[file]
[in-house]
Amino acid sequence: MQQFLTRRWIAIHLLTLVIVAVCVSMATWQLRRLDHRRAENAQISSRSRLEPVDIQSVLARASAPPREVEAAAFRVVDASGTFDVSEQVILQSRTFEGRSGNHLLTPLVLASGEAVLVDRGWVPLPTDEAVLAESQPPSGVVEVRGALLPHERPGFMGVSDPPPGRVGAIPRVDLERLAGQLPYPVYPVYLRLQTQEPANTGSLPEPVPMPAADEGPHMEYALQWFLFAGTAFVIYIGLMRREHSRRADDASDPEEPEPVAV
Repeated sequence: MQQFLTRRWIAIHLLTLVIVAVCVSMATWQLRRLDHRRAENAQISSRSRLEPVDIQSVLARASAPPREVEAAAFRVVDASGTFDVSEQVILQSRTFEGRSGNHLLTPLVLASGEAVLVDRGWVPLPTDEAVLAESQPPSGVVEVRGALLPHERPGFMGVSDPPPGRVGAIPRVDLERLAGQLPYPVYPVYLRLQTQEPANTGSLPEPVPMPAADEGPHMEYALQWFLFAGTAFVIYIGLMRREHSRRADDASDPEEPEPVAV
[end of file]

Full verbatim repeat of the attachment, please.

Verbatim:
[in-house]
Amino acid sequence: MQQFLTRRWIAIHLLTLVIVAVCVSMATWQLRRLDHRRAENAQISSRSRLEPVDIQSVLARASAPPREVEAAAFRVVDASGTFDVSEQVILQSRTFEGRSGNHLLTPLVLASGEAVLVDRGWVPLPTDEAVLAESQPPSGVVEVRGALLPHERPGFMGVSDPPPGRVGAIPRVDLERLAGQLPYPVYPVYLRLQTQEPANTGSLPEPVPMPAADEGPHMEYALQWFLFAGTAFVIYIGLMRREHSRRADDASDPEEPEPVAV
Repeated sequence: MQQFLTRRWIAIHLLTLVIVAVCVSMATWQLRRLDHRRAENAQISSRSRLEPVDIQSVLARASAPPREVEAAAFRVVDASGTFDVSEQVILQSRTFEGRSGNHLLTPLVLASGEAVLVDRGWVPLPTDEAVLAESQPPSGVVEVRGALLPHERPGFMGVSDPPPGRVGAIPRVDLERLAGQLPYPVYPVYLRLQTQEPANTGSLPEPVPMPAADEGPHMEYALQWFLFAGTAFVIYIGLMRREHSRRADDASDPEEPEPVAV